Mobility Special: The Future of mobility

Good access is something we’ve been working on for some time in Zuidas, since well before the pandemic. Green Business Club Zuidas, which is at the forefront of these efforts, has recently noticed that initiatives which once struggled for acceptance – bike incentives, avoiding rush hour, teleworking – are becoming the new normal. This could be a great opportunity to rethink how we organize our mobility. Within GBC Zuidas there has been extensive discussion these past months about how that might be achieved. The City of Amsterdam and Dutch Railways (NS) for instance have been working together to map out employer needs and initiate an area-wide action plan. Another partnership is with VU Amsterdam in a project to reduce congestion on public transport and bike lanes. Hello Zuidas talked about these efforts with Irma Winkenius, regional director at the NS, and Stefan Titus, Campus Development Programme secretary at VU Amsterdam. 


Before the coronavirus crisis, the NS and VU Amsterdam were already working together to tackle hyper-gridlock. With passenger volumes rising, the objective was to achieve a more even distribution. ‘The crux of the problem was area development in Zuidas, on the one hand, and more trains and connections, on the other’, explains Winkenius. Titus adds, ‘Amsterdam Zuid Station has been a bottleneck for quite some years, with a massive flow of passengers. Both the numbers of students at VU Amsterdam and commuters in Zuidas are rising. Distribution and diversification of that traffic are crucial. Also key to note is that only 2% of our staff come to work by car. That’s great, but it also means public transport and the capacity of that system is really paramount for us.’ 


After the outbreak of COVID-19, the situation changed completely. Suddenly trains were empty, bike lanes quiet and classrooms moved online. At the same time, spreading out travel seemed more essential than ever. Winkenius explains, ‘The challenge is figuring out how to stagger that travel. With education institutions, we’ve worked out targeted agreements for education and public transport in Amsterdam, based on agreements made at the national level. These focus on staggering the beginning and end times of education activities to reduce peaks during morning and evening rush hours.’ Titus: That wasn’t always easy, because besides considering what’s in the interests of the public in terms of transport capacity, we also had to deal with our own limited capacity on campus, with everyone having to keep 1,5 metres distance. At the moment we’re offering only 25% of our normal in-person teaching to ensure a better distribution over the day. This way we maximize the limited campus capacity and we help to spread the amount of travelers in public transport over the day.’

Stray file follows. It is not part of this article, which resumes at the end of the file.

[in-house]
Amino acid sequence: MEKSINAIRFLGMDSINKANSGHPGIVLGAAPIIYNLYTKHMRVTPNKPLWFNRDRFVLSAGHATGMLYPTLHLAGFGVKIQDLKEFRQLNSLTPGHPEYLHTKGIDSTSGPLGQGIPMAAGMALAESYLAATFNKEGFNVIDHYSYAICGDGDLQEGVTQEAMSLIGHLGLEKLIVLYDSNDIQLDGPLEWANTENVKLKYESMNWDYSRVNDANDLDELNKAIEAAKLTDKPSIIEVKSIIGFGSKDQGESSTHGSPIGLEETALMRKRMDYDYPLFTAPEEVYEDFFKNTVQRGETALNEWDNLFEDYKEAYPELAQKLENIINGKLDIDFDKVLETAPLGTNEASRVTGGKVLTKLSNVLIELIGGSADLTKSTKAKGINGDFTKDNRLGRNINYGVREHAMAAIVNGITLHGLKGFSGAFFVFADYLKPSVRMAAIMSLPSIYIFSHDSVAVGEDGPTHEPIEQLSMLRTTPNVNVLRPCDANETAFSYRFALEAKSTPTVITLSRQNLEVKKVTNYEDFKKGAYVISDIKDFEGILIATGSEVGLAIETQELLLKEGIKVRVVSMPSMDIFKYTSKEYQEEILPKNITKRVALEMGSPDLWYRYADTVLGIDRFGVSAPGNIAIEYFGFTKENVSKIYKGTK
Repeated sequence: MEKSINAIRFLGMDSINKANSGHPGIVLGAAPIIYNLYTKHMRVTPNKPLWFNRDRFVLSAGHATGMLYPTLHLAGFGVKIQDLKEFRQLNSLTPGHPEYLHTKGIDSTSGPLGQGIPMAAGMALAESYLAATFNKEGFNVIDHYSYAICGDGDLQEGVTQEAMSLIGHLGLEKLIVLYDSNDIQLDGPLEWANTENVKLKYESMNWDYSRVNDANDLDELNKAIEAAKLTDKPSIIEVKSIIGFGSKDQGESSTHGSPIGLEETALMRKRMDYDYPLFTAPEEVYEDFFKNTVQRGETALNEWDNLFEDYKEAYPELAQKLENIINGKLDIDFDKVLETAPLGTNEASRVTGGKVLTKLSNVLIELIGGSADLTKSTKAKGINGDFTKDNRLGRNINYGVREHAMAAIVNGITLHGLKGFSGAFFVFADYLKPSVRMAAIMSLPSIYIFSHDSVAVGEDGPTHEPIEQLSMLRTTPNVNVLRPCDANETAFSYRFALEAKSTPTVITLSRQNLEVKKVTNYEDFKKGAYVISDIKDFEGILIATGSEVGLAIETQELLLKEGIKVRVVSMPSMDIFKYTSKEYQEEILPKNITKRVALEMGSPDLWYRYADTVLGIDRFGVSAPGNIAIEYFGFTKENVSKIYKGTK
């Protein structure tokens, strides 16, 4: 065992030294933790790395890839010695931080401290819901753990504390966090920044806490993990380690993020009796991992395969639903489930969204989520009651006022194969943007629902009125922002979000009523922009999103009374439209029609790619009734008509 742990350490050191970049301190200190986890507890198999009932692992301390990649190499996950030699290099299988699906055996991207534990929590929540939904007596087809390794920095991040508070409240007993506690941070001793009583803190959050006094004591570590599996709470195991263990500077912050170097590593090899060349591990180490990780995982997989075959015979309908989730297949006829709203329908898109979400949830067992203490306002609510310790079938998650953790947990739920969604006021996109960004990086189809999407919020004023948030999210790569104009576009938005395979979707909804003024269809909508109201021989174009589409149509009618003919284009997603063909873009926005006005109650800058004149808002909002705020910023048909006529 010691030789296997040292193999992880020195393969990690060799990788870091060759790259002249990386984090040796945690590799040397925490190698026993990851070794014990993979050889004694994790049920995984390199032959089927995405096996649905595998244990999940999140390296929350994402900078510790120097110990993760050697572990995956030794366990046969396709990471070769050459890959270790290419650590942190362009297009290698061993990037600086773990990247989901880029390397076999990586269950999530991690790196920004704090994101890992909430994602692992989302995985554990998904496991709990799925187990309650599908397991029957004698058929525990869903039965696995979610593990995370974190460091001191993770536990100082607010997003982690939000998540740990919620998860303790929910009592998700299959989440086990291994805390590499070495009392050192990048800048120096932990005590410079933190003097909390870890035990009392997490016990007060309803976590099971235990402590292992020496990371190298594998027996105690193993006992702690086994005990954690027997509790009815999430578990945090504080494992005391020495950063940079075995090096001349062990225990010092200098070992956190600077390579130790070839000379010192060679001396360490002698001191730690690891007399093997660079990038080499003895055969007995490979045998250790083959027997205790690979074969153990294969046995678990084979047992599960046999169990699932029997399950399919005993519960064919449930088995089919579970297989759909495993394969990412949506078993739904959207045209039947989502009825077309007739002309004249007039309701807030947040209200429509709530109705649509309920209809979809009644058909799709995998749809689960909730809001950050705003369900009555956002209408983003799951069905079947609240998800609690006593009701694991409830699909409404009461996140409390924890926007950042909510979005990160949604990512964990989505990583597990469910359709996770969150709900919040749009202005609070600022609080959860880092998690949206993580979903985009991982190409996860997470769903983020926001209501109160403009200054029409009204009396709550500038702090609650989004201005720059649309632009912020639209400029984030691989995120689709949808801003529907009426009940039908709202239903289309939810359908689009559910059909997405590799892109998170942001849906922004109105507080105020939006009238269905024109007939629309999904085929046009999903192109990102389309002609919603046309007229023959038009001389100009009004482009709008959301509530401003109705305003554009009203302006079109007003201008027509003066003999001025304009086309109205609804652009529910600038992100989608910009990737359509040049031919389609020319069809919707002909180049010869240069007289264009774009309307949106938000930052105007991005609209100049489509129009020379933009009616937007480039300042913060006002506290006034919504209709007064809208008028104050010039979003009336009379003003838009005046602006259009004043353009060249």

The developments we’re seeing now all stem directly from the coronavirus. But we also need to avoid a return to hyper-gridlock in the post-corona era. This period is proof that it can be done and that working together – whatever the circumstances – can generate lots of creative solutions. ‘VU has a responsibility to help ensure the safety of public transport for wider society without limiting our campus capacity for teaching and research’, says Titus. ‘However, we’ve also stressed that this responsibility shouldn’t just apply to education institutions, but to employers as well to the best of our ability’, says Titus. ‘However, we’ve also stressed that this responsibility shouldn’t just apply to education institutions, but to employers as well. The City of Amsterdam has been very good about taking this up, resulting in the signing of a declaration of intent by employers in which they also commit to staggering working hours as much as possible.’ Winkenius continues, ‘Over the past months we’ve talked with many companies and organizations, including VU Amsterdam, about spreading commuters out over the day and physical distancing. Employers are struggling with the 1,5 metre rule in offices and preventing crowding around entrances and lifts. Staggering when people work across the day and the week will be the key to preventing problems. That will automatically also result in a more even spread of journeys, which is exactly what we want.’The important thing now is that the employers act quickly and use this signed declaration of intent as the basis for drawing up concrete measures. So that in future people will be able to travel safely on public transport and safeguards will be in place to ensure continued access to all of the companies involved. 


The NS has come up with various possible measures, also factoring in that not everyone has to stagger their hours – although the more, the better. One option would be to register your train journeys in advance. ‘We think it would be very effective to link the workspace reservation many companies already make to the NS crowding indicator app. Employees could register both a workspace and a journey in one go. That would enable the NS to inform them about expected crowding and possibly offer an alternative travel recommendation’, Winkenius finishes enthusiastically.